Italy’s Benetton family is set to discuss this week the spinoff of its toll-road operator unit Autostrade per l’Italia SpA in a move aimed to end a dispute with the government that’s festered since the deadly 2018 Genoa bridge collapse, la Repubblica reported.
The board of directors at the billionaire family’s Edizione Srl holding company will meet Aug. 6 to discuss the project, though the Benettons and the government still disagree over the main points, la Repubblica added, without saying where it got its information.
The inauguration of the new Genoa bridge is scheduled for Aug. 3.
The proposal to separate Autostrade from parent company Atlantia SpA would ensure that state-backed lender Cassa Depositi e Prestiti and other new buyers acquire their stakes at market value, responding to investors’ concern over the pricing of the assets.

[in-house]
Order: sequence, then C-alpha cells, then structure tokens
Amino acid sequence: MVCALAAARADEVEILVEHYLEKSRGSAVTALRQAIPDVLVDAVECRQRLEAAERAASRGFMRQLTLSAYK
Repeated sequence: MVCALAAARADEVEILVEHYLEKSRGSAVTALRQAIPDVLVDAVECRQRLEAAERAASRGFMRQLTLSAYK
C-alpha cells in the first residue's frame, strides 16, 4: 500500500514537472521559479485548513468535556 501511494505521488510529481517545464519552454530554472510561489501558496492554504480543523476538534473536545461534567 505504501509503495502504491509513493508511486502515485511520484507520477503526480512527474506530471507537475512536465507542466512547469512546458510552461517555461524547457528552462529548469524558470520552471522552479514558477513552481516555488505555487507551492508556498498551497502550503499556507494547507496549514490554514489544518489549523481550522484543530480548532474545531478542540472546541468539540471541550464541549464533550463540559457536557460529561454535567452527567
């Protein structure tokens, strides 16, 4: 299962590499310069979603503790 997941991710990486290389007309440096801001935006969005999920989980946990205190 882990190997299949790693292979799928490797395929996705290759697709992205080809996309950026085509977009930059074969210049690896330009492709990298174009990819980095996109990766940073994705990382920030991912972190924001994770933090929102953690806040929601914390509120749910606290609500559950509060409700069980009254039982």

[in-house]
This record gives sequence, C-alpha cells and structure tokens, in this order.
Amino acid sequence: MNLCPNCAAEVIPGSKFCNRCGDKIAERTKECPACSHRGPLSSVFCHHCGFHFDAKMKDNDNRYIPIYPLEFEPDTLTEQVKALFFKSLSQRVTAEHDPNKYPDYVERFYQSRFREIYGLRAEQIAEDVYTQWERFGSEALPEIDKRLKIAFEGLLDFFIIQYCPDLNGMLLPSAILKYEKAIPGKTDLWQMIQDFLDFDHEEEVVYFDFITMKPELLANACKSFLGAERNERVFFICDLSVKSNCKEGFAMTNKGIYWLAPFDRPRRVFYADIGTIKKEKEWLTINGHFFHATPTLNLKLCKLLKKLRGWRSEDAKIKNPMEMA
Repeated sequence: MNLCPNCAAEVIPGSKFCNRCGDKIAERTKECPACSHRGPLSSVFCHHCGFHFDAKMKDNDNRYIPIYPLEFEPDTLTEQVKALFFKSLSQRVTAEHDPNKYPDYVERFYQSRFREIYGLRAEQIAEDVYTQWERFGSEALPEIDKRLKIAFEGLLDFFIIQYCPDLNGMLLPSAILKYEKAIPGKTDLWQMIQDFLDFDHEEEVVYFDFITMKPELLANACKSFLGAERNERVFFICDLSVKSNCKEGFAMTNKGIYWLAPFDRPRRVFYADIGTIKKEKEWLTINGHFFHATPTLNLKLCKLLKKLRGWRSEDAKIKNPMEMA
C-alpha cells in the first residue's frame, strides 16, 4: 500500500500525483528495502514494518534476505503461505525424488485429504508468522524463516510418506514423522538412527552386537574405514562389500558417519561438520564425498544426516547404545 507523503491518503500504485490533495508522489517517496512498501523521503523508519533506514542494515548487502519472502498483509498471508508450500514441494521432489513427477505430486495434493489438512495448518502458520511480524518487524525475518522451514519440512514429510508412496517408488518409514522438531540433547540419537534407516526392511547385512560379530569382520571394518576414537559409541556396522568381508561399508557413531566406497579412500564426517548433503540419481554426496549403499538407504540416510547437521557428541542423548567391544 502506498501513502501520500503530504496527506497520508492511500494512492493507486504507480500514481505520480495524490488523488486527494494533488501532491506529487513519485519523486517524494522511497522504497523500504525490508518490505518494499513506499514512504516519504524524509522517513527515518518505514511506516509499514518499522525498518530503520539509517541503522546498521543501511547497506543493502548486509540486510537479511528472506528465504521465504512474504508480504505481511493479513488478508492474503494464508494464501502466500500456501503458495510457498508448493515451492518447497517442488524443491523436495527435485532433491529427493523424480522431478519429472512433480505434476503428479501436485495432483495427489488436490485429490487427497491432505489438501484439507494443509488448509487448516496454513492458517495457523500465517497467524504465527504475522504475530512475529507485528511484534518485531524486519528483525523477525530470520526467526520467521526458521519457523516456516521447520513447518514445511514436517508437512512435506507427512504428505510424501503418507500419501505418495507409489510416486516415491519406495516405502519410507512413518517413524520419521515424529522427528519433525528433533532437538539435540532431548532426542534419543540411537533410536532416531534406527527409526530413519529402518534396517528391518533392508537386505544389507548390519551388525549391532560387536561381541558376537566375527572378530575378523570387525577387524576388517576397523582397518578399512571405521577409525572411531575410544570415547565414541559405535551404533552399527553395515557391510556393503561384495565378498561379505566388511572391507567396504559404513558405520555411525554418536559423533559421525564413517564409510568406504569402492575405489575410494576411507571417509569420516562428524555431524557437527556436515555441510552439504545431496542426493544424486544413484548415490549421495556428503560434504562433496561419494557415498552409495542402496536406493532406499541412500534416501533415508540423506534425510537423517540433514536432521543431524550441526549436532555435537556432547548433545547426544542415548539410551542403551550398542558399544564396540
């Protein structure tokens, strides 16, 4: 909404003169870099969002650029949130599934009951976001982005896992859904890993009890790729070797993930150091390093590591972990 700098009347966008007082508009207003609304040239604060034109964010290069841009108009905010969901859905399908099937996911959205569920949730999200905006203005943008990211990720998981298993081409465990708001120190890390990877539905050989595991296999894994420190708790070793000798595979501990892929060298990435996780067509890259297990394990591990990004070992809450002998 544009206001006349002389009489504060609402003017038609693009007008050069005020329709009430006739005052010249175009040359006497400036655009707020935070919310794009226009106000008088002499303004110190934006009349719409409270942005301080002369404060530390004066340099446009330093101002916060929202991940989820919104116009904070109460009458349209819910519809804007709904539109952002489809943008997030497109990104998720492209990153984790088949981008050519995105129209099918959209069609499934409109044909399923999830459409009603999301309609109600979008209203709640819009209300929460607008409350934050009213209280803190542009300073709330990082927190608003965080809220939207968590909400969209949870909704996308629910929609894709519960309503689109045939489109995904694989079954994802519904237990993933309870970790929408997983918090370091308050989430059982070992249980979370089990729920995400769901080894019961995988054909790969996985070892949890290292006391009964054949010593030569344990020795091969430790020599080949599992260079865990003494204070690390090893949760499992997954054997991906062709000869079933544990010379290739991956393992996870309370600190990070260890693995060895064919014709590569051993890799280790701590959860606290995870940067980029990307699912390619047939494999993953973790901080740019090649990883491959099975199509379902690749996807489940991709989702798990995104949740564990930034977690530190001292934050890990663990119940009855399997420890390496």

Under the deal, CDP would directly acquire a 33% share of Autostrade in a capital increase. Partners identified by CDP would buy an additional 22% at the same time as an initial offering of 39% of the company, people familiar with the proposal said last month.
Prime Minister Giuseppe Conte’s government and the Benetton family last month agreed to settle a dispute on Autostrade’s highway licenses stemming from the bridge disaster. Benetton-controlled Atlantia was forced by the Italian government to choose between a revocation of the toll-road concession and a sale of its stake in Autostrade.
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